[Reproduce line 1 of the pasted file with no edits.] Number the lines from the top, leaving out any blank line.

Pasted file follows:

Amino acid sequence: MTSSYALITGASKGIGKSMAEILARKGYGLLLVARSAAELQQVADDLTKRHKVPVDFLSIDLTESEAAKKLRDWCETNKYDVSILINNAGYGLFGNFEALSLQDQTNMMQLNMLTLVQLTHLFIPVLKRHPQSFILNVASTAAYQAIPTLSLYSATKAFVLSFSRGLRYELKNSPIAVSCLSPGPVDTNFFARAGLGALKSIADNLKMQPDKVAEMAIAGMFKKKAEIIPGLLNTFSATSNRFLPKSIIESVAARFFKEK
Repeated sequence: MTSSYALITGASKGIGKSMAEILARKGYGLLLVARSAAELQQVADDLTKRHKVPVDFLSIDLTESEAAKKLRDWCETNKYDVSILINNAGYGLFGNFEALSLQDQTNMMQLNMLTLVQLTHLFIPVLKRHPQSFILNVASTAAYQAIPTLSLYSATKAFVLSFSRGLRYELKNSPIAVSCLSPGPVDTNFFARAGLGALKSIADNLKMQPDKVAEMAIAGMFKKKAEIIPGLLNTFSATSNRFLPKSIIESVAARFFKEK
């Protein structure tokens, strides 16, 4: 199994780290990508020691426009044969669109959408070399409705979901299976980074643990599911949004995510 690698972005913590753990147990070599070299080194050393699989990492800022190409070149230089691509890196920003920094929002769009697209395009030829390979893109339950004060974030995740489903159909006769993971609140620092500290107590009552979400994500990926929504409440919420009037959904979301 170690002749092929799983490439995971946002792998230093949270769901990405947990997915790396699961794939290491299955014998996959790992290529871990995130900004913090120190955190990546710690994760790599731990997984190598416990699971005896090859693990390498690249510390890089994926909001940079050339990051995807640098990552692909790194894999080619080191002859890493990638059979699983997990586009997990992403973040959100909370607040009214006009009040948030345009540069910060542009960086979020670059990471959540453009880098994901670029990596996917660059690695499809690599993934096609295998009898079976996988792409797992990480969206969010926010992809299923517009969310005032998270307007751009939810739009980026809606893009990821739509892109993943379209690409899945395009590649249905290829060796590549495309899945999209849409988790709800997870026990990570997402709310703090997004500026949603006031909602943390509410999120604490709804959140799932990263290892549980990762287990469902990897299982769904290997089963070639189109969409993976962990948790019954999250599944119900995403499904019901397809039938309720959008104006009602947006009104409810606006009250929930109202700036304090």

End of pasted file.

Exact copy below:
Amino acid sequence: MTSSYALITGASKGIGKSMAEILARKGYGLLLVARSAAELQQVADDLTKRHKVPVDFLSIDLTESEAAKKLRDWCETNKYDVSILINNAGYGLFGNFEALSLQDQTNMMQLNMLTLVQLTHLFIPVLKRHPQSFILNVASTAAYQAIPTLSLYSATKAFVLSFSRGLRYELKNSPIAVSCLSPGPVDTNFFARAGLGALKSIADNLKMQPDKVAEMAIAGMFKKKAEIIPGLLNTFSATSNRFLPKSIIESVAARFFKEK